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in earlier statutes from which N.J.S. 2 A:44-68 has been derived. In Behr v. Interlaken Construction Co. , 7 N.J. Misc. 743, 147 A. 499 (Cir. Ct. 1929), plaintiff, a boss carpenter, who was owed $7,875 by a builder, whose contract of purchase allowed him before closing title to go into possession and erect houses, was denied a mechanic's lien against the lands of the defendant owner. In holding that consent to the purchaser-builder to commence construction of the houses did not constitute the consent required under the lien law to warrant a lien against the owner's land, the court said, 7 N.J. Misc. , at page 748:
"It is obvious, however, that the erection of the houses under the present agreement was to be entirely at the purchasers' risk, for the reason that if they failed -- as they did -- to make the cash payments stipulated on account of the purchase price of the land, they were apprised in advance that they would lose their interest, not only in the land but in the buildings which became when erected a part of the real estate. Plaintiff likewise was charged with knowledge of such a potentiality."
In the case before us, the contract between the seller-land-owner and purchaser-builder contained this analogous language:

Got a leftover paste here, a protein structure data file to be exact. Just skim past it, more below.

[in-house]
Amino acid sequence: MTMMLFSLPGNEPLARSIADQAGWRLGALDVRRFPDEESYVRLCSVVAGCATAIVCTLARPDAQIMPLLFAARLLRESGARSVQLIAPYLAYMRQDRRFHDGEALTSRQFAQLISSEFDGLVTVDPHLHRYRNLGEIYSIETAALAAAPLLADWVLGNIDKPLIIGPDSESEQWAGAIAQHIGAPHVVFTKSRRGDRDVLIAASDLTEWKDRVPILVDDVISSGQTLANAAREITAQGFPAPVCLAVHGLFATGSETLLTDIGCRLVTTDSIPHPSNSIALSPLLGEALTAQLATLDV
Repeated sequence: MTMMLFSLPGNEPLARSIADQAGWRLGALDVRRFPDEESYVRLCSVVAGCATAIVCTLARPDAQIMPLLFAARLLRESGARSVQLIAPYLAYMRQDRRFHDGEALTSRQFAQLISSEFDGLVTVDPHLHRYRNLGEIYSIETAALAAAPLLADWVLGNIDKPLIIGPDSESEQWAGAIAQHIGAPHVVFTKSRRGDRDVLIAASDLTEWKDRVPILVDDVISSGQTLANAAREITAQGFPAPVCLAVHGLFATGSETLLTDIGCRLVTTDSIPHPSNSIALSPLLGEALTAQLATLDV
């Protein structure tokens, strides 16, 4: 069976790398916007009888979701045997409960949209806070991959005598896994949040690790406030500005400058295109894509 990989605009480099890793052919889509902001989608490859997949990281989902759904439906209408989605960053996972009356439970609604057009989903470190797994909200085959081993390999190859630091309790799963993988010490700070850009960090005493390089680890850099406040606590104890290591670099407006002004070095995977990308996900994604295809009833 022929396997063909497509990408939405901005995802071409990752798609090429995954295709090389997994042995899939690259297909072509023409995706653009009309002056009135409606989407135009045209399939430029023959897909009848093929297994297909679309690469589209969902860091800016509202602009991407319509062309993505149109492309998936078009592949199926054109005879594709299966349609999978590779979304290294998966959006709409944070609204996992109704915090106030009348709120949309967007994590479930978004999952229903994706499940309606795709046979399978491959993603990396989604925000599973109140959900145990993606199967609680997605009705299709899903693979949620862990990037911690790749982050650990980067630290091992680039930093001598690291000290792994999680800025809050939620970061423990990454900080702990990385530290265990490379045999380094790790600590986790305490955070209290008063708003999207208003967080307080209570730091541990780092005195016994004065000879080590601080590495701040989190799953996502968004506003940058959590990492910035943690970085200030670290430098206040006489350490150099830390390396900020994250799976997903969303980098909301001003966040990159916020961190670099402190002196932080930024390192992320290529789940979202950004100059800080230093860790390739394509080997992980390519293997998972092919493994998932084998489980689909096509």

"Parties recognize that material, men and laborers may not properly file Mechanic's Notices of Intention against the property and name of Seller, since Seller is not constructing any building on the property. However, Purchasers agree that they will cause to be discharged any Mechanic's Notice of Intention or stop notices which may be filed either against the Purchasers or Seller before any installment is paid to him."
In Macintosh v. Thurston , 25 N.J. Eq. 242 (Ch. 1874), it was said that even though the vendor agrees, under the contract of purchase of land, to furnish the vendee funds for the erection of buildings upon the premises, it was not such a consent as would make the land liable to a lien. See, also, Babbit v. Condon , 27 N.J.L. 154 (Sup. Ct. 1858). Therefore, the agreement here by the land owners to make construction loans to the purchasers, "if desired by Purchasers,"
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is not the statutory consent by the owner needed to make his lands subject to lien.
In Associates of Jersey Co. v. Davison , 29 N.J.L. 415 (E. & A. 1860), following the rule of strict construction, the court held that: